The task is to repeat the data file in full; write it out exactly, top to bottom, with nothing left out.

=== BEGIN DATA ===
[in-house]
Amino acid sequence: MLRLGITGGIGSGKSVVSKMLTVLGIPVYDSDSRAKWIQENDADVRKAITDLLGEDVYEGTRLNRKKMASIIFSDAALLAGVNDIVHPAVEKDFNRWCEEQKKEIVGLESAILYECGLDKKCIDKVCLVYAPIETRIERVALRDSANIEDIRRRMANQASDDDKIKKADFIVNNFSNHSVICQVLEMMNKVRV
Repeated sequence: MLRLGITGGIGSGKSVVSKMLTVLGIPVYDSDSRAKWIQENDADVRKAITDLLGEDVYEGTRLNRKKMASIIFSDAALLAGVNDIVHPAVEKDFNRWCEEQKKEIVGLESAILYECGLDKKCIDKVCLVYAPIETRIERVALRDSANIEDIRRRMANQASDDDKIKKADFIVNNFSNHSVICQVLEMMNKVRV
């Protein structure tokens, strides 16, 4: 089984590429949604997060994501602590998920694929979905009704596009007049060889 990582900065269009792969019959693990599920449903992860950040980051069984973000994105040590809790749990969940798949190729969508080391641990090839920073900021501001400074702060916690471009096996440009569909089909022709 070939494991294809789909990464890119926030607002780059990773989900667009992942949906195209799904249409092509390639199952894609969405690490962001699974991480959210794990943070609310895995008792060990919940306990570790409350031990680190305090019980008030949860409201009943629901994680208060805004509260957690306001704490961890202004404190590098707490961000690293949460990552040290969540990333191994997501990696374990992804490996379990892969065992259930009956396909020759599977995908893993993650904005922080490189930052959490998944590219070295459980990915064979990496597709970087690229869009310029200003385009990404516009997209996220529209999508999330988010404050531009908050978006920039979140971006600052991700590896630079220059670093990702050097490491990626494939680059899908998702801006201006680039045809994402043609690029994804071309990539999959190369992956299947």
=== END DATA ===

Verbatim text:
[in-house]
Amino acid sequence: MLRLGITGGIGSGKSVVSKMLTVLGIPVYDSDSRAKWIQENDADVRKAITDLLGEDVYEGTRLNRKKMASIIFSDAALLAGVNDIVHPAVEKDFNRWCEEQKKEIVGLESAILYECGLDKKCIDKVCLVYAPIETRIERVALRDSANIEDIRRRMANQASDDDKIKKADFIVNNFSNHSVICQVLEMMNKVRV
Repeated sequence: MLRLGITGGIGSGKSVVSKMLTVLGIPVYDSDSRAKWIQENDADVRKAITDLLGEDVYEGTRLNRKKMASIIFSDAALLAGVNDIVHPAVEKDFNRWCEEQKKEIVGLESAILYECGLDKKCIDKVCLVYAPIETRIERVALRDSANIEDIRRRMANQASDDDKIKKADFIVNNFSNHSVICQVLEMMNKVRV
């Protein structure tokens, strides 16, 4: 089984590429949604997060994501602590998920694929979905009704596009007049060889 990582900065269009792969019959693990599920449903992860950040980051069984973000994105040590809790749990969940798949190729969508080391641990090839920073900021501001400074702060916690471009096996440009569909089909022709 070939494991294809789909990464890119926030607002780059990773989900667009992942949906195209799904249409092509390639199952894609969405690490962001699974991480959210794990943070609310895995008792060990919940306990570790409350031990680190305090019980008030949860409201009943629901994680208060805004509260957690306001704490961890202004404190590098707490961000690293949460990552040290969540990333191994997501990696374990992804490996379990892969065992259930009956396909020759599977995908893993993650904005922080490189930052959490998944590219070295459980990915064979990496597709970087690229869009310029200003385009990404516009997209996220529209999508999330988010404050531009908050978006920039979140971006600052991700590896630079220059670093990702050097490491990626494939680059899908998702801006201006680039045809994402043609690029994804071309990539999959190369992956299947």